If you import goods or sell your products and goods overseas, then the profit you make on a transaction partly depends on the exchange rate. Currencies fluctuate in value all the time. If there's a time lag between booking a transaction and paying for it, then there's a significant risk that the exchange rate will have changed in the interim. Transaction exposure measures the risk of such fluctuations resulting in a financial loss to the business.
Transaction Exposure Example
Suppose you export goods to a distributor in Europe to be paid in Euros having a value of $50,000. You operate on net-30 terms. However, next month, when the distributor comes to pay you, the exchange rate has changed. Now, the currency conversion translates to a $45,000 sale. You have suffered a $5,000 loss due to transaction exposure.
Transaction exposure is the risk that an exchange rate will change before the value of a transaction is settled. If the foreign currency goes up in value, it will cost more in the company's home currency. All businesses that engage in international trade face this risk. It is also known as a transaction risk, or a cross-currency risk, since the risk arises when a transaction involves multiple currencies.
How Do You Run a Measurement of Transaction Exposure?
The honest answer is you can't – at least not with any specificity. Exchange rates fluctuate for all sorts of reasons, and none of them are within your control. The most you can do is track historic exchange rates between the two currencies and use that as a baseline to predict currency fluctuations in the future. The website XE.com has a list of current and historical interest rates for just about every currency so you can track historical movements versus the U.S. dollar.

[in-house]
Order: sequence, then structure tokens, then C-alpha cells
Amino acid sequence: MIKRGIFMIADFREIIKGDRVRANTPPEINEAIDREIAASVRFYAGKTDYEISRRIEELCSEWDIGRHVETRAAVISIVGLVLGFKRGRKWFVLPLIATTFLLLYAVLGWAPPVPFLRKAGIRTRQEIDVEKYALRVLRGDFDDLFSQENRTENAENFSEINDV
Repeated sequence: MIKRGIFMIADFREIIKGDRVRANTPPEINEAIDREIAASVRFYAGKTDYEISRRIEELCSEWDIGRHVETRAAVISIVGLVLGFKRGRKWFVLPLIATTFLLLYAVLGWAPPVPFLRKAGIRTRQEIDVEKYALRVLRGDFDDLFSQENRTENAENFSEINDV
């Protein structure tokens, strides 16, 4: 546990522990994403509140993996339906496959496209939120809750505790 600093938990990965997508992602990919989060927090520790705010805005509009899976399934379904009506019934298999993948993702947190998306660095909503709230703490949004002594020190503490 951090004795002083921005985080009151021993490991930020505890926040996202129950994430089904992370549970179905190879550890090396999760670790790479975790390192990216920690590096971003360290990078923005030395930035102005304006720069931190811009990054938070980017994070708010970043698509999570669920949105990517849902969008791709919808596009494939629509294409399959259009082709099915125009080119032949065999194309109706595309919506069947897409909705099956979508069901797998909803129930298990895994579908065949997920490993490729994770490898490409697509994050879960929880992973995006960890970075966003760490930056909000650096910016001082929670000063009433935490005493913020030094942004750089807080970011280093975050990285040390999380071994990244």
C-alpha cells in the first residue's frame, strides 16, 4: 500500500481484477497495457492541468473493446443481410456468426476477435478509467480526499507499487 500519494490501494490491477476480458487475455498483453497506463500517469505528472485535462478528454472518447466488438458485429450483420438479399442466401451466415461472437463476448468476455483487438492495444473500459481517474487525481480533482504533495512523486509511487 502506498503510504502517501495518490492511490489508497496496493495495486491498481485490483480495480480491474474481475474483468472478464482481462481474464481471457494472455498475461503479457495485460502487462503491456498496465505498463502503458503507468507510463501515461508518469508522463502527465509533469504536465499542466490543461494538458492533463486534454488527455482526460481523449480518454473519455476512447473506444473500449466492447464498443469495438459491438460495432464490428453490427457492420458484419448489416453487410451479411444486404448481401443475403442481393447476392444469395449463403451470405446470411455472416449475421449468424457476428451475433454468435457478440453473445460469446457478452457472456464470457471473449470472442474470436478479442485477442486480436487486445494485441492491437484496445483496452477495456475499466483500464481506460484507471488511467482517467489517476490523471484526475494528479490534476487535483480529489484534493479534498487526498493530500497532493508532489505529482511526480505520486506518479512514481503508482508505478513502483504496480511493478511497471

The length of the transaction matters. If you have a five-year supply contract, for example, then there's a much greater risk that the exchange rate will change – often multiple times and perhaps dramatically – across the life of the contract than if you had a one-time deal. For ongoing transactions, you may wish to get an automated currency feed so you can track exchange rate movements in real time.
When reviewing currency exchange rates, watch out for significant shifts from month to month or year to year. The exchange rate is one of the most significant determinants of a country's economic health. Volatile exchange rates might indicate an unstable economy, which would leave you with a large transaction exposure.
Gains and Losses On Currency Exchanges
What you can calculate with specificity is the actual gain or loss on a foreign currency transaction after that transaction has occurred. Suppose, for instance, that you invoice a British customer for £100. Income gets reported in your home currency using the exchange rate on the day the income was earned. In this case, you would figure out the exchange rate for the day you issued the invoice and enter the amount in U.S. dollars – let's say it's $125.
A few weeks later, the customer pays you £100 GBP. Now when you convert this sum to dollars, the money is worth $130. Since you earned $5 more than you reported, you must report a currency gain on your income statement. If the £100 converted to $120 USD, you would report a $5 currency loss. The gain/loss on exchange entry is essential for two reasons:
- You must report your financial statements in your home currency.
- Your assets must equal your liabilities on the balance sheet.
If you didn't record the currency gain/loss, then your balance sheet would go out of balance.
Transaction Exposure Vs Translation Exposure
Another term you may come across in this context is "translation exposure." This occurs when you denominate a portion of your assets, income or liabilities in a foreign currency, and the value of those items changes as a result of exchange rate fluctuations. Multinational corporations are likely to experience translation exposure since a portion of their operations will be based overseas.
Translation exposure is dangerous because it distorts the actual value of an asset as reported on the company's books. For instance, if you own a factory in Greece worth €500,000 and the €/$ exchange rate is 1:1, you'd report the value of the property as $500,000. But if the dollar-to-euro exchange rate became 1:2, the factory would show a much-reduced value of $250,000. This looks like you've lost $250,000 on the financial statements, even though you own exactly the same asset as you did before.